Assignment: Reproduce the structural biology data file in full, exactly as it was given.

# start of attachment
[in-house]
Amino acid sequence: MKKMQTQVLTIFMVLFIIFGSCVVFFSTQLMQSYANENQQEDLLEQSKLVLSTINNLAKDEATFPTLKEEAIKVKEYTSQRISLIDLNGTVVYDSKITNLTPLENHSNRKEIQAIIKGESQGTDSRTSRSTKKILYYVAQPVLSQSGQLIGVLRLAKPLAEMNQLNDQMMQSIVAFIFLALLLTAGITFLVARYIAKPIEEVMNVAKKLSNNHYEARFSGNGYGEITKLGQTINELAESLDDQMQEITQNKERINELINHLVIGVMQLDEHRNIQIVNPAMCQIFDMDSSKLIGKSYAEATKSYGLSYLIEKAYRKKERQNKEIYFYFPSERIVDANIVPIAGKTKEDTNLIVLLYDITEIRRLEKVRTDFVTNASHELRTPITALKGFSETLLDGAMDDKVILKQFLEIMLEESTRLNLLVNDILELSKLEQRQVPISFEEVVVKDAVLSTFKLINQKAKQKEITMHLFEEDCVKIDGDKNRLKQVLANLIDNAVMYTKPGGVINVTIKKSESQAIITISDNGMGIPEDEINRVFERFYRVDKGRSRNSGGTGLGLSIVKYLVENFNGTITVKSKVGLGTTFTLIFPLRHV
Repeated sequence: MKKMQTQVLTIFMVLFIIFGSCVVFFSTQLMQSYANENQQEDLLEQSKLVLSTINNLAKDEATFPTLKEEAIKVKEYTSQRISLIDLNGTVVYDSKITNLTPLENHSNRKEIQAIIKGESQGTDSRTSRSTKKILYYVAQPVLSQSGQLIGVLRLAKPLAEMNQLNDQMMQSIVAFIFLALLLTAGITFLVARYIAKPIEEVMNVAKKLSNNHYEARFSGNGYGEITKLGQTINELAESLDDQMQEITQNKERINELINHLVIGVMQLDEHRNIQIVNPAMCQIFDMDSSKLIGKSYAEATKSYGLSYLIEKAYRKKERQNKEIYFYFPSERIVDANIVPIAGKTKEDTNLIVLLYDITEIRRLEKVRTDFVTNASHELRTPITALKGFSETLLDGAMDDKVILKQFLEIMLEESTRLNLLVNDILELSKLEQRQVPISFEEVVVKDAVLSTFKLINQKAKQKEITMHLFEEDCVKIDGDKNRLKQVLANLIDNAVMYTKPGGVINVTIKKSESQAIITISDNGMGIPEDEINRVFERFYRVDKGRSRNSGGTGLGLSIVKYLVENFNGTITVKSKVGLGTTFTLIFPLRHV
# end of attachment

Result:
[in-house]
Amino acid sequence: MKKMQTQVLTIFMVLFIIFGSCVVFFSTQLMQSYANENQQEDLLEQSKLVLSTINNLAKDEATFPTLKEEAIKVKEYTSQRISLIDLNGTVVYDSKITNLTPLENHSNRKEIQAIIKGESQGTDSRTSRSTKKILYYVAQPVLSQSGQLIGVLRLAKPLAEMNQLNDQMMQSIVAFIFLALLLTAGITFLVARYIAKPIEEVMNVAKKLSNNHYEARFSGNGYGEITKLGQTINELAESLDDQMQEITQNKERINELINHLVIGVMQLDEHRNIQIVNPAMCQIFDMDSSKLIGKSYAEATKSYGLSYLIEKAYRKKERQNKEIYFYFPSERIVDANIVPIAGKTKEDTNLIVLLYDITEIRRLEKVRTDFVTNASHELRTPITALKGFSETLLDGAMDDKVILKQFLEIMLEESTRLNLLVNDILELSKLEQRQVPISFEEVVVKDAVLSTFKLINQKAKQKEITMHLFEEDCVKIDGDKNRLKQVLANLIDNAVMYTKPGGVINVTIKKSESQAIITISDNGMGIPEDEINRVFERFYRVDKGRSRNSGGTGLGLSIVKYLVENFNGTITVKSKVGLGTTFTLIFPLRHV
Repeated sequence: MKKMQTQVLTIFMVLFIIFGSCVVFFSTQLMQSYANENQQEDLLEQSKLVLSTINNLAKDEATFPTLKEEAIKVKEYTSQRISLIDLNGTVVYDSKITNLTPLENHSNRKEIQAIIKGESQGTDSRTSRSTKKILYYVAQPVLSQSGQLIGVLRLAKPLAEMNQLNDQMMQSIVAFIFLALLLTAGITFLVARYIAKPIEEVMNVAKKLSNNHYEARFSGNGYGEITKLGQTINELAESLDDQMQEITQNKERINELINHLVIGVMQLDEHRNIQIVNPAMCQIFDMDSSKLIGKSYAEATKSYGLSYLIEKAYRKKERQNKEIYFYFPSERIVDANIVPIAGKTKEDTNLIVLLYDITEIRRLEKVRTDFVTNASHELRTPITALKGFSETLLDGAMDDKVILKQFLEIMLEESTRLNLLVNDILELSKLEQRQVPISFEEVVVKDAVLSTFKLINQKAKQKEITMHLFEEDCVKIDGDKNRLKQVLANLIDNAVMYTKPGGVINVTIKKSESQAIITISDNGMGIPEDEINRVFERFYRVDKGRSRNSGGTGLGLSIVKYLVENFNGTITVKSKVGLGTTFTLIFPLRHV